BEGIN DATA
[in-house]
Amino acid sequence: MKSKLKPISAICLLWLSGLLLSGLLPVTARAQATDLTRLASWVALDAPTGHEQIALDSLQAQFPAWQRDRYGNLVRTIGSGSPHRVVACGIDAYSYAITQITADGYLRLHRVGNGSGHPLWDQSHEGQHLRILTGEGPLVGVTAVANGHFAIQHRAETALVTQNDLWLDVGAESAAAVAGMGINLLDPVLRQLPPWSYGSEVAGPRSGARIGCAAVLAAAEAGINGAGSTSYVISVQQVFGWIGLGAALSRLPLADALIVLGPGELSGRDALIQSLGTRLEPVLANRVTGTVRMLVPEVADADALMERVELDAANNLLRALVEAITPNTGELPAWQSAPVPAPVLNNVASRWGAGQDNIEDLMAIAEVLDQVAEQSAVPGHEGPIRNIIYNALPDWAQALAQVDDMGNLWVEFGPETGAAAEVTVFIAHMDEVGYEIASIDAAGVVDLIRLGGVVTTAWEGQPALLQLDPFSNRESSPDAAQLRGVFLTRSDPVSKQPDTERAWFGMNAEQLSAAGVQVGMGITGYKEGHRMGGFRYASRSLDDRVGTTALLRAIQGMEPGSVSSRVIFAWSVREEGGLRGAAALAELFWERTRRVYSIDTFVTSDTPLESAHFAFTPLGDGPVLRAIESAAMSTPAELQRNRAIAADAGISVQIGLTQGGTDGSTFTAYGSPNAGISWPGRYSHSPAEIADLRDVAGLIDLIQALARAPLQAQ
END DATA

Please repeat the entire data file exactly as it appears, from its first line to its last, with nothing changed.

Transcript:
[in-house]
Amino acid sequence: MKSKLKPISAICLLWLSGLLLSGLLPVTARAQATDLTRLASWVALDAPTGHEQIALDSLQAQFPAWQRDRYGNLVRTIGSGSPHRVVACGIDAYSYAITQITADGYLRLHRVGNGSGHPLWDQSHEGQHLRILTGEGPLVGVTAVANGHFAIQHRAETALVTQNDLWLDVGAESAAAVAGMGINLLDPVLRQLPPWSYGSEVAGPRSGARIGCAAVLAAAEAGINGAGSTSYVISVQQVFGWIGLGAALSRLPLADALIVLGPGELSGRDALIQSLGTRLEPVLANRVTGTVRMLVPEVADADALMERVELDAANNLLRALVEAITPNTGELPAWQSAPVPAPVLNNVASRWGAGQDNIEDLMAIAEVLDQVAEQSAVPGHEGPIRNIIYNALPDWAQALAQVDDMGNLWVEFGPETGAAAEVTVFIAHMDEVGYEIASIDAAGVVDLIRLGGVVTTAWEGQPALLQLDPFSNRESSPDAAQLRGVFLTRSDPVSKQPDTERAWFGMNAEQLSAAGVQVGMGITGYKEGHRMGGFRYASRSLDDRVGTTALLRAIQGMEPGSVSSRVIFAWSVREEGGLRGAAALAELFWERTRRVYSIDTFVTSDTPLESAHFAFTPLGDGPVLRAIESAAMSTPAELQRNRAIAADAGISVQIGLTQGGTDGSTFTAYGSPNAGISWPGRYSHSPAEIADLRDVAGLIDLIQALARAPLQAQ